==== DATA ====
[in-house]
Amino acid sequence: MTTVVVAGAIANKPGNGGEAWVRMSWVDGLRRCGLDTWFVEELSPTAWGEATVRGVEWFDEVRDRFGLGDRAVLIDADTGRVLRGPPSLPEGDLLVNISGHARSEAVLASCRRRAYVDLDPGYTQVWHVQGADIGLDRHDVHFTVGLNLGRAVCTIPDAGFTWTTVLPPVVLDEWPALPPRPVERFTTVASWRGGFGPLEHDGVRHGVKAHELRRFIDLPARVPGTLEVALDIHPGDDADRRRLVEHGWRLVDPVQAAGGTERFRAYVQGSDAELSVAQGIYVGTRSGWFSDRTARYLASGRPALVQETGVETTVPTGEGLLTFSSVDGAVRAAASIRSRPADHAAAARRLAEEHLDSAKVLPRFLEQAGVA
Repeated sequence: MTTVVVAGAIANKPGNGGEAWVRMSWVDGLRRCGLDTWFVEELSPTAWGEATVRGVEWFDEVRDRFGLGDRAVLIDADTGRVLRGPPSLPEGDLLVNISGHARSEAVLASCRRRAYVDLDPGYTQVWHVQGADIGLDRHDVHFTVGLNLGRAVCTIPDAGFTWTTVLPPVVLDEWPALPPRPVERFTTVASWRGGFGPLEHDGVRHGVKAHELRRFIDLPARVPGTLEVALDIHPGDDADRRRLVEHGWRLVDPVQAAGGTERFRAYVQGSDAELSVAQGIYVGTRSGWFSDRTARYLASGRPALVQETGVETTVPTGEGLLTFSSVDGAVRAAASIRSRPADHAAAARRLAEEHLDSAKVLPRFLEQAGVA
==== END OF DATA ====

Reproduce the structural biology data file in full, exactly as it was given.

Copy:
[in-house]
Amino acid sequence: MTTVVVAGAIANKPGNGGEAWVRMSWVDGLRRCGLDTWFVEELSPTAWGEATVRGVEWFDEVRDRFGLGDRAVLIDADTGRVLRGPPSLPEGDLLVNISGHARSEAVLASCRRRAYVDLDPGYTQVWHVQGADIGLDRHDVHFTVGLNLGRAVCTIPDAGFTWTTVLPPVVLDEWPALPPRPVERFTTVASWRGGFGPLEHDGVRHGVKAHELRRFIDLPARVPGTLEVALDIHPGDDADRRRLVEHGWRLVDPVQAAGGTERFRAYVQGSDAELSVAQGIYVGTRSGWFSDRTARYLASGRPALVQETGVETTVPTGEGLLTFSSVDGAVRAAASIRSRPADHAAAARRLAEEHLDSAKVLPRFLEQAGVA
Repeated sequence: MTTVVVAGAIANKPGNGGEAWVRMSWVDGLRRCGLDTWFVEELSPTAWGEATVRGVEWFDEVRDRFGLGDRAVLIDADTGRVLRGPPSLPEGDLLVNISGHARSEAVLASCRRRAYVDLDPGYTQVWHVQGADIGLDRHDVHFTVGLNLGRAVCTIPDAGFTWTTVLPPVVLDEWPALPPRPVERFTTVASWRGGFGPLEHDGVRHGVKAHELRRFIDLPARVPGTLEVALDIHPGDDADRRRLVEHGWRLVDPVQAAGGTERFRAYVQGSDAELSVAQGIYVGTRSGWFSDRTARYLASGRPALVQETGVETTVPTGEGLLTFSSVDGAVRAAASIRSRPADHAAAARRLAEEHLDSAKVLPRFLEQAGVA